Great Optimism Before Depression: Gatsby

An English Lit student aged under 21 years old, I’d read the Great Gatsby, a ‘great work of literature’, because that’s just what one did. Fed on a diet of sweeping narratives, Dickens and Bovary and books at least twice as thick as my thumb, Gatsby was something different.

The book seemed pared back, clever and quite short. I didn’t quite get into it – or perhaps get it – and remember the book ending and feeling a little ripped off. The characters weren’t all that likeable and detail wasn’t painted on like that new paint job you’ve been wishing for.

Sparse but intriguing: it was more Streetcar named Desire than Gone With The Wind.

Yet Gatsby introduced me to the world of F. Scott Fitzgerald and Paris circles and Hemingway and the simply written, just wonderful A Moveable Feast. Basically, all the cool characters you see in Woody Allen’s Midnight in Paris, from Hemingway to Zelda Fitzgerald.

Fast forward years later to, why just a few days ago.

The Great Gatsby, on at the movies. Led by Baz Luhrmann and his magnificent, unique story telling style, I discovered that this small novel has grew up to be a great film narrative.

And what a great choice! film is very helpful when detailing grandeur, and that’s exactly what Gatsby is about.

Tiffany and Co jewellery. Suits from the Brooks Brothers. Miuccia Prada collaborating with Lurhmann’s wife and costume designer Catherine Martin. Jay Z as executive producer whom Luhrmann praised as “totally nailing” the soundtrack with artists like Beyonce, Florence and the Machine,, Gotye and Jack Black.

Watching the film, one is aware of the “excessive lifestyle” of both Gatsby, the narrator’s mysterious, big-cheque booked neighbour and also his cousin Daisy and her husband Tom.

Gatsby, on one side of Long Island, has a mansion which looks like it ate three European castles for breakfast.

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He’s “new” money and whiz, bang – it’s the Roaring 2o’s!

Custom built cars, live-in servants, private beach and a money tree that sprouts lavish parties, French champagne and summer nights filled with partying among lush gardens while formal waiters with straight backs offer hors d’oeuvre

This generous millionaire – likely billionaire in 21st century terms – never stops his hospitality. Literally weekend after weekend, people come from all of the state to party at the Gatsby’s.

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“Coincidences” unfold, set-ups occur and motives become – surprisingly – clear.

The Great Gatsby, the quixotic and intriguing protagonist who greets most fellows he meets as “old sport”, turns out to be not as great as he would have people think.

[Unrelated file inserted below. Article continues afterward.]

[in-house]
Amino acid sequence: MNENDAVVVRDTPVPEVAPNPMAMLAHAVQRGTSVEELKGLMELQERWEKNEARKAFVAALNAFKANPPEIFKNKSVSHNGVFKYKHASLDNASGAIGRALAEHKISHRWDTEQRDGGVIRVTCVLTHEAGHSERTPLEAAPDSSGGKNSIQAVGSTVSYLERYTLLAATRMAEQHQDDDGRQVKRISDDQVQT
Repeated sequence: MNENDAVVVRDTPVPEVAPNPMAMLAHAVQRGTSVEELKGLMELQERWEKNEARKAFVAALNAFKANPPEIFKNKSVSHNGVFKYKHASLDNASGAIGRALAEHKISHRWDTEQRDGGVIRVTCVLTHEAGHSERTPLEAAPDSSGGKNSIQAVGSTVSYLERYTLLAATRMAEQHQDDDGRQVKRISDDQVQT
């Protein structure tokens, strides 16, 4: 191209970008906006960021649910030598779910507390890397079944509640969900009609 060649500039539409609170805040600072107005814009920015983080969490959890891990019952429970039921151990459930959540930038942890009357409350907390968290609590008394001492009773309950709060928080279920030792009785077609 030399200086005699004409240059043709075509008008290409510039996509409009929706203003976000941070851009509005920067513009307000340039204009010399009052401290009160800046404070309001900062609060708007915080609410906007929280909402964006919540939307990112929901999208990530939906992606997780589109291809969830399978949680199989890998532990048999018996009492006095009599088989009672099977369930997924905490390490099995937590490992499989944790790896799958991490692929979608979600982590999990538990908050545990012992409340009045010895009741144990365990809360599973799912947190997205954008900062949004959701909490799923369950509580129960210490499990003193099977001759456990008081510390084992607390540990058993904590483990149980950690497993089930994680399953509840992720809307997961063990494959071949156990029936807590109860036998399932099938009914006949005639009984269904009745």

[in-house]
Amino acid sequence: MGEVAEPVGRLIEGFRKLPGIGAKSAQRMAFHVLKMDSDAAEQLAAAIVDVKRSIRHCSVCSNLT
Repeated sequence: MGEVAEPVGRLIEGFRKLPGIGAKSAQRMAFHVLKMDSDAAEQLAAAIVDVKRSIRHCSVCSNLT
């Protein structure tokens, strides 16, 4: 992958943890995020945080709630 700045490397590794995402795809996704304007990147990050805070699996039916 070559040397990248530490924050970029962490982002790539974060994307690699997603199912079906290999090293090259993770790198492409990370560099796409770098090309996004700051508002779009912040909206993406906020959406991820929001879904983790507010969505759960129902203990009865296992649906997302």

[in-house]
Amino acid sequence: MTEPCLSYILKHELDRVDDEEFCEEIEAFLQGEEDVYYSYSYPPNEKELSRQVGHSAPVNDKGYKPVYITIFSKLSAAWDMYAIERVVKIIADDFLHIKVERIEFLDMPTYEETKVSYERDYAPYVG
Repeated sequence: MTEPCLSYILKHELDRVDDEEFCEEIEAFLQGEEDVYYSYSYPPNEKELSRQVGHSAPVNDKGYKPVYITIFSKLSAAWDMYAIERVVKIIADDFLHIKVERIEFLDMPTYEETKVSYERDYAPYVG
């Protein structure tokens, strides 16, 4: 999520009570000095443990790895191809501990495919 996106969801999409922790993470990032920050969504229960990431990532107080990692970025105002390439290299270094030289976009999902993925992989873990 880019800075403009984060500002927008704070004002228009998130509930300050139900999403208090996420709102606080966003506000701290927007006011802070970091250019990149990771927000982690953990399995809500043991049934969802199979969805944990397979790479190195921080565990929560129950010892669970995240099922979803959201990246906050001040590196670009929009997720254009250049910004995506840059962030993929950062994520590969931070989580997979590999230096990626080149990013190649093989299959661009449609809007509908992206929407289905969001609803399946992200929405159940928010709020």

His cover blown, background unverified and the “why’s” coming to the surface, we meet a character which many can relate to, all if very honest.

He is: vulnerable, a dreamer, full of hope, energy and optimism. Yet, his downfall is defined by his old flame Daisy who protests, “Oh, you want too much!”

He is “new” money, and tries so hard to “become” someone as he sees it. All this he does “for” someone but the trouble is, by the time this happens, it is “too late.” The someone he wants to impress – the troubled and materialistic Daisy – has already married someone else.

The land of (the fictionalised area) West Egg, Long Island is the setting for everything industry, and everything which ambitious society has already achieved.

It’s in stark contrast to the “Valley of Ashes” – a kind of industrial wasteland between West Egg and New York City. Compare West Egg and the Valley of Ashes and the poignant symbolism of the “haves” versus the “have nots” of society smack you in the face.

The former uses the latter but even in that category, “new money” is at the mercy of “old money.”

The Great Gatsby is a fascinating narrative that raises issues of wealth and worth, all in an era where the skyscrapers were trying to reach the sky and stock market bonds were going UP and UP and UP.

With the benefit of hindsight, we all know what came next. The Wall Street Crash of ’29 and the subsequent Great Depression which followed.

Yet Gatsby was published in 1925. With its decadence and outpouring of riches, partying and plenty of “new” money, The Great Gatsby serves as a precursor to this. Call it The Great Optimism.

(All images used have been unaltered for reviewing purposes under the Terms of Use granted:

Image used for reviewing purposes under the Terms of Use granted:
Image used for reviewing purposes under the Terms of Use granted:

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